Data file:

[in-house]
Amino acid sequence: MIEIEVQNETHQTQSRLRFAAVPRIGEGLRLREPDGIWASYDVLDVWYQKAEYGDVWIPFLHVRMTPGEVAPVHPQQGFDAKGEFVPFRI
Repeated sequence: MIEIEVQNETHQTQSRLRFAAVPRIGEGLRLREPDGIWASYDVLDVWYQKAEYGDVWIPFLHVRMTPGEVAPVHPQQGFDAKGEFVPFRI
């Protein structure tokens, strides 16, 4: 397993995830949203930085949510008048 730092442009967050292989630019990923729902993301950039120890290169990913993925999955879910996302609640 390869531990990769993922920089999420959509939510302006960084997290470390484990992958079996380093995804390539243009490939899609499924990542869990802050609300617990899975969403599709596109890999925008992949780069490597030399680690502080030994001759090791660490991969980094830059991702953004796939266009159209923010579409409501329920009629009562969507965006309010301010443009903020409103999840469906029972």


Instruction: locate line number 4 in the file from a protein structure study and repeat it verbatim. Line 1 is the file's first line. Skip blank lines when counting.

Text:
């Protein structure tokens, strides 16, 4: 397993995830949203930085949510008048 730092442009967050292989630019990923729902993301950039120890290169990913993925999955879910996302609640 390869531990990769993922920089999420959509939510302006960084997290470390484990992958079996380093995804390539243009490939899609499924990542869990802050609300617990899975969403599709596109890999925008992949780069490597030399680690502080030994001759090791660490991969980094830059991702953004796939266009159209923010579409409501329920009629009562969507965006309010301010443009903020409103999840469906029972």